From Mother Jones:
The Cybersecurity Act of 2009 gives the president the ability to "declare a cybersecurity emergency" and shut down or limit Internet traffic in any "critical" information network "in the interest of national security." The bill does not define a critical information network or a cybersecurity emergency. That definition would be left to the president.
The bill does not only add to the power of the president. It also grants the Secretary of Commerce "access to all relevant data concerning [critical] networks without regard to any provision of law, regulation, rule, or policy restricting such access." This means he or she can monitor or access any data on private or public networks without regard to privacy laws.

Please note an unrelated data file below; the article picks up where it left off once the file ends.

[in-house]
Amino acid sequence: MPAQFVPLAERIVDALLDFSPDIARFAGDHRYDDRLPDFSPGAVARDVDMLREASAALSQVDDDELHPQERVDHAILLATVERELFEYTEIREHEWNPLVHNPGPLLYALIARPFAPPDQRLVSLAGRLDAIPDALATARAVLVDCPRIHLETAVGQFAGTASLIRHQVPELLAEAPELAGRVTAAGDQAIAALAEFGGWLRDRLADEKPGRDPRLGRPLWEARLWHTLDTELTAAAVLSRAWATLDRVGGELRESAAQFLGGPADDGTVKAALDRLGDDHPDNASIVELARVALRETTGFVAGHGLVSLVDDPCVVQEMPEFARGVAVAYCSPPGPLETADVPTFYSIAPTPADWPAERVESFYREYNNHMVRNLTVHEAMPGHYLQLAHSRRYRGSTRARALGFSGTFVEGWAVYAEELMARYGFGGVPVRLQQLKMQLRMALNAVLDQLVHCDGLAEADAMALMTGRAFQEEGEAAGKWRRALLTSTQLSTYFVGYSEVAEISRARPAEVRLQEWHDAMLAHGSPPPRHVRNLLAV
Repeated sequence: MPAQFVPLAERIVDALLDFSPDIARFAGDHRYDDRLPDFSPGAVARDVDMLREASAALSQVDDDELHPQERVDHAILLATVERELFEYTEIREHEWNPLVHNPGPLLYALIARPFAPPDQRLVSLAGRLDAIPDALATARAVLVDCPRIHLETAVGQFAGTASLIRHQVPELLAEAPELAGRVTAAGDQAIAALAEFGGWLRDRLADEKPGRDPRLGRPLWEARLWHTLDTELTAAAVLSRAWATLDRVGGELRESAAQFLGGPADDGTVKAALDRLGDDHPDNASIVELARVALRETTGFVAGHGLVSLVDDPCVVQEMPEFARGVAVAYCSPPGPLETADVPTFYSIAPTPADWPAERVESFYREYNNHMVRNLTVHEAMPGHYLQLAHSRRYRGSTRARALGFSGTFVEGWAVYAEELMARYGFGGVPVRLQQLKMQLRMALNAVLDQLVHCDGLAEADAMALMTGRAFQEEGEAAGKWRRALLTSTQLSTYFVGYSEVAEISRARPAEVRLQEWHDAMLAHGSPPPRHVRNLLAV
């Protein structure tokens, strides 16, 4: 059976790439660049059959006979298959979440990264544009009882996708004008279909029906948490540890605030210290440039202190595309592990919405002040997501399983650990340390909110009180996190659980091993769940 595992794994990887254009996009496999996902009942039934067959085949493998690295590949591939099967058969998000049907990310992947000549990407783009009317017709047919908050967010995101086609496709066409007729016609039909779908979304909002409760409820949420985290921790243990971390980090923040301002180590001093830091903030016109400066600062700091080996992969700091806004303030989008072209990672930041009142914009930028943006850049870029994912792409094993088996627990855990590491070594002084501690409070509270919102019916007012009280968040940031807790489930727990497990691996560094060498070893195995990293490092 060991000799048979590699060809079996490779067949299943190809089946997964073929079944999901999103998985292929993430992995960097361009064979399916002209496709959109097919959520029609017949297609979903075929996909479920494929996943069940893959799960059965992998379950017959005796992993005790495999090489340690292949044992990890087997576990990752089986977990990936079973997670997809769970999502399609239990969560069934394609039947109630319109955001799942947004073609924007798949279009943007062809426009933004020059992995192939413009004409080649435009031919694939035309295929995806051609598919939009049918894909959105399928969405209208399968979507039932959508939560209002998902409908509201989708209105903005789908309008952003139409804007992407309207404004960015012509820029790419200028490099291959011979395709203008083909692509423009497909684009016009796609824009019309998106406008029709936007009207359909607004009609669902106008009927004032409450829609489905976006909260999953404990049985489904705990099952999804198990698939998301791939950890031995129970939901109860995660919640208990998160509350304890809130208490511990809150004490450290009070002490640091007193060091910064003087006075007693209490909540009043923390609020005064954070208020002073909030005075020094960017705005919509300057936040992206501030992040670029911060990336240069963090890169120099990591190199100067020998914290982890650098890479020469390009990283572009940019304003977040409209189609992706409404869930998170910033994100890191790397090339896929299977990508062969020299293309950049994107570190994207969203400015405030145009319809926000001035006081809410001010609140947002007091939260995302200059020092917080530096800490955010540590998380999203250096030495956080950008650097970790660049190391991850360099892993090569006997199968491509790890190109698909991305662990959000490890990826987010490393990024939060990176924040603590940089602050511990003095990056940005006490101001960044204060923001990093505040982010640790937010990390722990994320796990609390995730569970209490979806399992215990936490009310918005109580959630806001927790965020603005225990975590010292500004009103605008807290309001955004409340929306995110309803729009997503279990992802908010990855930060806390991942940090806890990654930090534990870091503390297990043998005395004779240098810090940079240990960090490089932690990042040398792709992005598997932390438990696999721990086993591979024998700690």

Here are the sections raising eyebrows:
SEC. 14. PUBLIC-PRIVATE CLEARINGHOUSE.
(a) DESIGNATION.—The Department of Commerce shall serve as the clearinghouse of cybersecurity threat and vulnerability information to Federal government and private sector owned critical infrastructure information systems and networks.
(b) FUNCTIONS.—The Secretary of Commerce—
(1) shall have access to all relevant data concerning such networks without regard to any provision of law, regulation, rule, or policy restricting such access; ...
SEC. 18. CYBERSECURITY RESPONSIBILITIES AND AUTHORITY.
The President— ...
(2) may declare a cybersecurity emergency and order the limitation or shutdown of Internet traffic to and from any compromised Federal government or United States critical infrastructure information system or network; ...